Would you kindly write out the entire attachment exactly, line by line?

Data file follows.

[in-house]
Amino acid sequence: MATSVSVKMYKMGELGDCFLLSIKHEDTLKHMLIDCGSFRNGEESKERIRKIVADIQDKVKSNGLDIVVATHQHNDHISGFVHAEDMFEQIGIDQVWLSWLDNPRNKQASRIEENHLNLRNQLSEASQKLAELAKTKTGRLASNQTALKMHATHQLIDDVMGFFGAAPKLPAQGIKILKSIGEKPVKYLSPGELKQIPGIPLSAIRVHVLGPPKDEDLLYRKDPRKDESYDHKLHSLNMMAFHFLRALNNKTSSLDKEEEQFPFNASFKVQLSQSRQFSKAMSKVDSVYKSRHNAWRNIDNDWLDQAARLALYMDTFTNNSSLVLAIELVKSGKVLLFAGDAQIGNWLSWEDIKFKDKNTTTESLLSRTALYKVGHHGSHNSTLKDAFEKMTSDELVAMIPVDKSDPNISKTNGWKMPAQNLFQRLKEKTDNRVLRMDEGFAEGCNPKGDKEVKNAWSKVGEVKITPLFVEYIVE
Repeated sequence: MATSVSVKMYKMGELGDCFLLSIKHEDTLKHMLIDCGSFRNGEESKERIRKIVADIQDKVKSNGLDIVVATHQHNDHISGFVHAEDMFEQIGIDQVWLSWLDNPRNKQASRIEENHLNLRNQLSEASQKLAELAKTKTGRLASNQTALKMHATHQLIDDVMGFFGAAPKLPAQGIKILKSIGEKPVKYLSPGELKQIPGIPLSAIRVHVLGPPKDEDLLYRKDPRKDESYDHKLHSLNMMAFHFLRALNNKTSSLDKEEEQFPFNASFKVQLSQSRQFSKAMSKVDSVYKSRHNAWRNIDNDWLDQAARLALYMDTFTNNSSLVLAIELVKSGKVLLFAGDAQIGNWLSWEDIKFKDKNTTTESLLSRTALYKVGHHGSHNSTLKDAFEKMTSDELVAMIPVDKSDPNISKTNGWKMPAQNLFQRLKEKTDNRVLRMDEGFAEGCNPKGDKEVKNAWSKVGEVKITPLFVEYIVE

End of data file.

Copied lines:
[in-house]
Amino acid sequence: MATSVSVKMYKMGELGDCFLLSIKHEDTLKHMLIDCGSFRNGEESKERIRKIVADIQDKVKSNGLDIVVATHQHNDHISGFVHAEDMFEQIGIDQVWLSWLDNPRNKQASRIEENHLNLRNQLSEASQKLAELAKTKTGRLASNQTALKMHATHQLIDDVMGFFGAAPKLPAQGIKILKSIGEKPVKYLSPGELKQIPGIPLSAIRVHVLGPPKDEDLLYRKDPRKDESYDHKLHSLNMMAFHFLRALNNKTSSLDKEEEQFPFNASFKVQLSQSRQFSKAMSKVDSVYKSRHNAWRNIDNDWLDQAARLALYMDTFTNNSSLVLAIELVKSGKVLLFAGDAQIGNWLSWEDIKFKDKNTTTESLLSRTALYKVGHHGSHNSTLKDAFEKMTSDELVAMIPVDKSDPNISKTNGWKMPAQNLFQRLKEKTDNRVLRMDEGFAEGCNPKGDKEVKNAWSKVGEVKITPLFVEYIVE
Repeated sequence: MATSVSVKMYKMGELGDCFLLSIKHEDTLKHMLIDCGSFRNGEESKERIRKIVADIQDKVKSNGLDIVVATHQHNDHISGFVHAEDMFEQIGIDQVWLSWLDNPRNKQASRIEENHLNLRNQLSEASQKLAELAKTKTGRLASNQTALKMHATHQLIDDVMGFFGAAPKLPAQGIKILKSIGEKPVKYLSPGELKQIPGIPLSAIRVHVLGPPKDEDLLYRKDPRKDESYDHKLHSLNMMAFHFLRALNNKTSSLDKEEEQFPFNASFKVQLSQSRQFSKAMSKVDSVYKSRHNAWRNIDNDWLDQAARLALYMDTFTNNSSLVLAIELVKSGKVLLFAGDAQIGNWLSWEDIKFKDKNTTTESLLSRTALYKVGHHGSHNSTLKDAFEKMTSDELVAMIPVDKSDPNISKTNGWKMPAQNLFQRLKEKTDNRVLRMDEGFAEGCNPKGDKEVKNAWSKVGEVKITPLFVEYIVE